Episodes of trans-Arctic faunal exchange and isolation between the north Pacific and Atlantic ocean basins have been implicated as important historic geological events contributing to extant patterns of genetic diversity and structure in Holarctic faunas. We made a further test of the significance of such biogeographic events by examining mitochondrial DNA (mtDNA) restriction fragment length and cytochrome b sequence polymorphism among north Pacific and Arctic, north-western Atlantic (north-eastern North American), and north-eastern Atlantic (European) regional forms of the boreal smelt, genus Osmerus. Our analyses also assessed whether the regional forms within this ‘species complex’: (i) represent a single widely distributed and polytypic species, or is composed of three geographically distinct species, and (ii) resulted from a single split from north Pacific ancestral Osmerus or two independent Pacific-Atlantic divergences. MtDNA sequence divergence estimates among forms ranged from 5.6–8.9% and from 6.1–8.5% based on restriction fragment and 300 base pairs of cytochrome b sequencing, respectively. Divergence within forms averaged less than 0.5% for fragment analysis and no differences were detected from sequence analysis. Provisional dating of lineage separations in Osmerus based on our sequence divergence estimates suggested a mid-Pliocene to early Pleistocene time frame for diversification among the forms. These estimated lineage separation dates support the idea that geological events in ‘Beringia’ and the surrounding trans-Arctic area (e.g. opening of the Bering Seaway, Pleistocene glacial advances), occurring over a similar time frame, have influenced radiation in Osmerus. Phenetic and parsimony analyses of the sequence divergence estimates and of sequence polymorphisms suggested that the north Pacific/Arctic form and the northwestern Atlantic form shared a common ancestor more recently than either has with the north-eastern Atlantic form, thus supporting the hypothesis that the species complex has arisen from two independent Pacific-Atlantic divergences probably beginning during the mid-Pliocene.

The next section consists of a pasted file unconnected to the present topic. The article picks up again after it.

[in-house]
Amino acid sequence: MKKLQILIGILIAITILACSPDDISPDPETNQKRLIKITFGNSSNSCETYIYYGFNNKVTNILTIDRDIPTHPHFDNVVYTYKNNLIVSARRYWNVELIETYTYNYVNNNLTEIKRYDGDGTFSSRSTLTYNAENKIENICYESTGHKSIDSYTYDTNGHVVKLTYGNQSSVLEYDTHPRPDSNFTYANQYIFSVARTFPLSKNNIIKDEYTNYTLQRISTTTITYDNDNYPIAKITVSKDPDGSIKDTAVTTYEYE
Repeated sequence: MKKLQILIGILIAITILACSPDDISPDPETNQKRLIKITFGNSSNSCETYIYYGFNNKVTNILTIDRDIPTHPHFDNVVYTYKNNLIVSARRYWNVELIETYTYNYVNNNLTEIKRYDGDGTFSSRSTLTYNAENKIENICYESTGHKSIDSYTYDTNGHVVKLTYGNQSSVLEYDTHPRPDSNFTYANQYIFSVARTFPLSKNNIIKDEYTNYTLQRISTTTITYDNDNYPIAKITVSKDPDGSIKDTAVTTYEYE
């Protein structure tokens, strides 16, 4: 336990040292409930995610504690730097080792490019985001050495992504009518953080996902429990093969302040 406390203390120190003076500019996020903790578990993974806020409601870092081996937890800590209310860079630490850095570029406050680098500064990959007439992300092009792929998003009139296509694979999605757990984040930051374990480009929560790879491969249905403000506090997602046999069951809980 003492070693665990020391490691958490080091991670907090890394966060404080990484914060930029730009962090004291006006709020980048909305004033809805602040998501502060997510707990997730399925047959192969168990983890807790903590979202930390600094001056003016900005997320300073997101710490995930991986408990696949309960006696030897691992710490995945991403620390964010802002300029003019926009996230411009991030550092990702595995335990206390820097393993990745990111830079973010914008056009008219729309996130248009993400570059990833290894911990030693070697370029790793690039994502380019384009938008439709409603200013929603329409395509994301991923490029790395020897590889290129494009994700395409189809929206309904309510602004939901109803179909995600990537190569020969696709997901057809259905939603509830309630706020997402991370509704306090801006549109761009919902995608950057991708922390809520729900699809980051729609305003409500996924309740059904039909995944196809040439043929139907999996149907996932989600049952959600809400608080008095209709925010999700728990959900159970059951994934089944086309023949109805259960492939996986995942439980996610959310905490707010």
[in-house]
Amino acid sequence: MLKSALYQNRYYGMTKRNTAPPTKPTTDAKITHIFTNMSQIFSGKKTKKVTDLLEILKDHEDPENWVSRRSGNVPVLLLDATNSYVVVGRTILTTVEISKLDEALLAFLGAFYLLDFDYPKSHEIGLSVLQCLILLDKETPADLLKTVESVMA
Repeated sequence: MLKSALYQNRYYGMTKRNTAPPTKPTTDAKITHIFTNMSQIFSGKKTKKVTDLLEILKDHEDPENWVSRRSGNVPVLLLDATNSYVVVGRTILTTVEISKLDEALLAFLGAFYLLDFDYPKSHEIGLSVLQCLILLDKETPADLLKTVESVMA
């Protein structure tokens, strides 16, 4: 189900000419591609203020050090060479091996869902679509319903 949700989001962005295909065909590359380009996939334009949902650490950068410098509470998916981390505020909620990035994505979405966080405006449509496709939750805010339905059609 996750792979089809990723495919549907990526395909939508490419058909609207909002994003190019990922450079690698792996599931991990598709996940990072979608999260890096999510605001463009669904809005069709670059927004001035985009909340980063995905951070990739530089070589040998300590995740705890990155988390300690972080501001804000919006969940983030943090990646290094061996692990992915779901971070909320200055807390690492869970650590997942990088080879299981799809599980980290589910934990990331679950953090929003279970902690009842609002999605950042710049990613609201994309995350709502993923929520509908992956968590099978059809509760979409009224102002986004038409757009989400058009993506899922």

If you can't find a tool you're looking for, please click the link at the top of the page to "Go to old article view". Alternatively, view our Knowledge Base articles for additional help. Your feedback is important to us, so please let us know if you have comments or ideas for improvement.